Opened 10 years ago

Closed 3 years ago

#11329 closed Bug (wontfix)

get_count generates incorrect SQL for query sets with extra 'select' and 'where'

Reported by: bogklug Owned by: nobody
Component: Database layer (models, ORM) Version: 1.0
Severity: Normal Keywords: sql, extra select, extra where, get_count
Cc: markus.magnuson@… Triage Stage: Accepted
Has patch: no Needs documentation: no
Needs tests: no Patch needs improvement: no
Easy pickings: no UI/UX: no

Description (last modified by Alex Gaynor)

Extending an example on extra 'select' from with an extra 'with' and calling get_count:

        'entry_count': 'SELECT COUNT(*) FROM blog_entry WHERE blog_entry.blog_id ='

results in OperationalError: no such column: entry_count.

The SQL for the query itself is ok. It seems that the problem is caused by get_count.

Attachments (1)

sql-get-count-with-select-extra.patch (701 bytes) - added by joaoma@… 9 years ago.
Check for extra_select in get_count

Download all attachments as: .zip

Change History (9)

comment:1 Changed 10 years ago by Alex Gaynor

Description: modified (diff)

Please use the preview option. Also, are you using the internal get_count() function instead of the public count() API.

Changed 9 years ago by joaoma@…

Check for extra_select in get_count

comment:2 Changed 9 years ago by João Marcus

I am not a Django developer, but this looks like a simple patch. The get_count() function does not check for select causes included with ".extra". Attached my patch.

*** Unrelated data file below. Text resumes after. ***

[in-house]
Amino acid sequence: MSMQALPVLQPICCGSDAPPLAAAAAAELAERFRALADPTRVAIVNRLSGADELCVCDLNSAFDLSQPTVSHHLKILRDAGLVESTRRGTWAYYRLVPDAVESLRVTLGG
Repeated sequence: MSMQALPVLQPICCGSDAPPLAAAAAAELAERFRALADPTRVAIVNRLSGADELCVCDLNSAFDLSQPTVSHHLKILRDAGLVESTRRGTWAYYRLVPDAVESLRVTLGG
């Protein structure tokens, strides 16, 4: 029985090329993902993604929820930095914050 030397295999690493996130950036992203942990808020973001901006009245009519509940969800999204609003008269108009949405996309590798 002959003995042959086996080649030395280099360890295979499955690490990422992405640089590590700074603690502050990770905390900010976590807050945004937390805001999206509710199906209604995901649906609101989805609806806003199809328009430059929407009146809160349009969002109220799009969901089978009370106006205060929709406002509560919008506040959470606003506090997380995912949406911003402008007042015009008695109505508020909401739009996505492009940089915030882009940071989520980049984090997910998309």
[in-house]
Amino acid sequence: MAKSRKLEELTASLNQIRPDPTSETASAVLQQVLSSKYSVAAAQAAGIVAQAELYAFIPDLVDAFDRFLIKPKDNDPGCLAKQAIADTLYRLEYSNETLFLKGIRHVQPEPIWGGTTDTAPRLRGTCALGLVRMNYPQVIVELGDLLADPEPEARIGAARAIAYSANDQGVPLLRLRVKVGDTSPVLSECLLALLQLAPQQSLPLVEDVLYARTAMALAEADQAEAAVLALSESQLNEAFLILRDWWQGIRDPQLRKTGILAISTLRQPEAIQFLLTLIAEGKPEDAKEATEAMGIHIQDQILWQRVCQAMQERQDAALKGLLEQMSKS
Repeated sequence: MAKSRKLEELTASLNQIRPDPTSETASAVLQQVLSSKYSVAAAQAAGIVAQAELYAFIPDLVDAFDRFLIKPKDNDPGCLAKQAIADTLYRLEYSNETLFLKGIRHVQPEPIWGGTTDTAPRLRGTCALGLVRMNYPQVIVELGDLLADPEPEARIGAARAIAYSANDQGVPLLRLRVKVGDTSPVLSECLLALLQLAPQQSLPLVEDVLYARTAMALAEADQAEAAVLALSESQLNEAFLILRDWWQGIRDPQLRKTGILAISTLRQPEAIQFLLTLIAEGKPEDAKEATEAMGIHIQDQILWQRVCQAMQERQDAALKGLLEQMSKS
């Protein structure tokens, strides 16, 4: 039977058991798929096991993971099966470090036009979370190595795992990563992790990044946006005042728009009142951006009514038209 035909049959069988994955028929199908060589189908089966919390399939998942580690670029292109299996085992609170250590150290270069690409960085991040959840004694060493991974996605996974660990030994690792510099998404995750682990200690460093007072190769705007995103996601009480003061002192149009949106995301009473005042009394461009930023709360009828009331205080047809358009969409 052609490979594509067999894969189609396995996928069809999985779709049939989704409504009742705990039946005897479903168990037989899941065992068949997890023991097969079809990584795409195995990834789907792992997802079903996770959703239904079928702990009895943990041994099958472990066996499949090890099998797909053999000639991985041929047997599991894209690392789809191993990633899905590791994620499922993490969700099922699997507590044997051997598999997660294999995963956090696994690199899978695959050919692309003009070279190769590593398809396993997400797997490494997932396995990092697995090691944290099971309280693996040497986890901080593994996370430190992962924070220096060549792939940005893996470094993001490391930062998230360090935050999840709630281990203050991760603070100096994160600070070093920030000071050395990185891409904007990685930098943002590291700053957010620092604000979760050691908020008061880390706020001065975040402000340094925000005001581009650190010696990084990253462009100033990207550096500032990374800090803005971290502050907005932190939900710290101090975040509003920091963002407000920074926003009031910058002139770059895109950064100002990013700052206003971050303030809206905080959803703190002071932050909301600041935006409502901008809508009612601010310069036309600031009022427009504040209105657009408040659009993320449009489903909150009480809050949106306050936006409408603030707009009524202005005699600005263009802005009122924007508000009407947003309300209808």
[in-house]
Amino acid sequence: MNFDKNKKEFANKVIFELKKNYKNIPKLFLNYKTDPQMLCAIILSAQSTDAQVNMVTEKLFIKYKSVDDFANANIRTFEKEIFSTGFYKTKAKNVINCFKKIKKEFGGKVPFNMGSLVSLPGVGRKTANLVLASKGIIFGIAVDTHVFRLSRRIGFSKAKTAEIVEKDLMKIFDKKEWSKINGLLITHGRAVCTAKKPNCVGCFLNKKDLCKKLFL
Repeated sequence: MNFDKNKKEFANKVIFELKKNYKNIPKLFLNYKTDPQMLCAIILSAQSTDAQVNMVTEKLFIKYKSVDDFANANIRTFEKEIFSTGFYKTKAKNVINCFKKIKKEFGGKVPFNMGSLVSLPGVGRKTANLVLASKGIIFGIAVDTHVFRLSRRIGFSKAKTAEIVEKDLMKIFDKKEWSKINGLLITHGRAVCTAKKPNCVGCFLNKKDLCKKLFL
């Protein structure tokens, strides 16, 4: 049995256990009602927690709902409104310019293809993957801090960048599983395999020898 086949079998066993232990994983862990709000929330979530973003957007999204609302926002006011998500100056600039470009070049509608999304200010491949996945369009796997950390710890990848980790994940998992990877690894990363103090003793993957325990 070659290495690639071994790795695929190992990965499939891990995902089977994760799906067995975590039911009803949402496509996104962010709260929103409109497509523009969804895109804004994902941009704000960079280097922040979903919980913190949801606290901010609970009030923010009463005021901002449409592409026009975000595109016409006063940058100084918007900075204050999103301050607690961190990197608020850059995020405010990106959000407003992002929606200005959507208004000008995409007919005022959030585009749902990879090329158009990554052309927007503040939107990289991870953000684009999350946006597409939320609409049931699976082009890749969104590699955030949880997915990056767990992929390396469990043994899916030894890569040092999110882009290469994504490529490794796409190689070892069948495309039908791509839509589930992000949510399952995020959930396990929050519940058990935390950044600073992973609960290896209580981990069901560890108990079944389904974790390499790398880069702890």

comment:3 Changed 9 years ago by Alex Gaynor

Triage Stage: UnreviewedAccepted

comment:4 Changed 8 years ago by Julien Phalip

Severity: Normal
Type: Bug

comment:5 Changed 7 years ago by Aymeric Augustin

UI/UX: unset

Change UI/UX from NULL to False.

comment:6 Changed 7 years ago by Aymeric Augustin

Easy pickings: unset

Change Easy pickings from NULL to False.

comment:7 Changed 4 years ago by Markus Amalthea Magnuson

Cc: markus.magnuson@… added

It is still possible to trigger this error, but it seems like aggregate() and annotate() would since long be the preferred way to carry out anything similar to this example.

Last edited 4 years ago by Markus Amalthea Magnuson (previous) (diff)

comment:8 Changed 3 years ago by Tim Graham

Resolution: wontfix
Status: newclosed

I agree that the aggregate() and annotate() methods should be used these days, so I don't see much value in fixing this issue.

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